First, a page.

Erin Wilson is the Director of the Centre for Religion, Conflict and the Public Domain, Faculty of Theology and Religious Studies, University of Groningen 

Brenda Bartelink is Programme Officer, Knowledge Center Religion and Development, Stichting Oikos, and Fellow of the CRCPD.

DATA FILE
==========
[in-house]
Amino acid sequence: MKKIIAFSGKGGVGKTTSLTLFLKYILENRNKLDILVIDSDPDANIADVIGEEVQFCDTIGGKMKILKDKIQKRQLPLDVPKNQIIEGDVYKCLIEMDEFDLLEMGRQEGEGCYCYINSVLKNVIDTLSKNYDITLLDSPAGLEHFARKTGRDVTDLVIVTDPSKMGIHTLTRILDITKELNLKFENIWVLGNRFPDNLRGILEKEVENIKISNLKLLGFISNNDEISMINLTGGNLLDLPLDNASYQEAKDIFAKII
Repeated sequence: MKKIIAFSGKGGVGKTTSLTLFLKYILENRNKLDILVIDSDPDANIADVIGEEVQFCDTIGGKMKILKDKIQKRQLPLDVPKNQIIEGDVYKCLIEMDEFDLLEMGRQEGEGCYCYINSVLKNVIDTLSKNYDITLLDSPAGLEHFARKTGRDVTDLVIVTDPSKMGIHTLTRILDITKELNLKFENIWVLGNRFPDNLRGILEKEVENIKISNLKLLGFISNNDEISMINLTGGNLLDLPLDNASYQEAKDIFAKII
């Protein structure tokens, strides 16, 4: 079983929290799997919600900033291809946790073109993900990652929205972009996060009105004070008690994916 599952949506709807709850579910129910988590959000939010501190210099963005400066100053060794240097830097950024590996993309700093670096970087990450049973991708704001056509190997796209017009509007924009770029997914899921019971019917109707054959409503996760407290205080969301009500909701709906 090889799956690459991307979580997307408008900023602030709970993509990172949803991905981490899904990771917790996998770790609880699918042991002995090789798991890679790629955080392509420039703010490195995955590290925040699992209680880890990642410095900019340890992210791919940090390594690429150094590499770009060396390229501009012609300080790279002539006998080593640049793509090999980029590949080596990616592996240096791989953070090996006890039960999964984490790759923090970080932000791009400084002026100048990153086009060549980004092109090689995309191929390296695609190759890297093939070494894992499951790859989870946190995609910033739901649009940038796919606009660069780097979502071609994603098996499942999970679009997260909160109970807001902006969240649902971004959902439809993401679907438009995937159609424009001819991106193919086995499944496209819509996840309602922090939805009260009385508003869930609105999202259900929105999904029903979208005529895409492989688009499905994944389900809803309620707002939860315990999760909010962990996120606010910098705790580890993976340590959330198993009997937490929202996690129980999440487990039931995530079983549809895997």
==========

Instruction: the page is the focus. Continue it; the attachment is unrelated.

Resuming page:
[1] Thomas Mertens, “International or Global Justice? Evaluating the Cosmo- politan Approach”, in Andreas Follesdal and Thomas Pogge (eds.), Real World Justice: Grounds, Prin- ciples, Human Rights and Social Institutions (Dordrecht: Springer, 2005), p101; Ashis Nandy, “The Beautiful, Expanding Future of Poverty: Popular Economics as a Psychological Defense”, International Studies Review, Vol. 4, No. 2 (2002), p. 111; Paul Slovic, “If I Look at the Mass I Will Never Act: Psychic Numbing and Genocide”, Judgement and Decision Making, Vol. 2, No. 2 (2007), p. 79;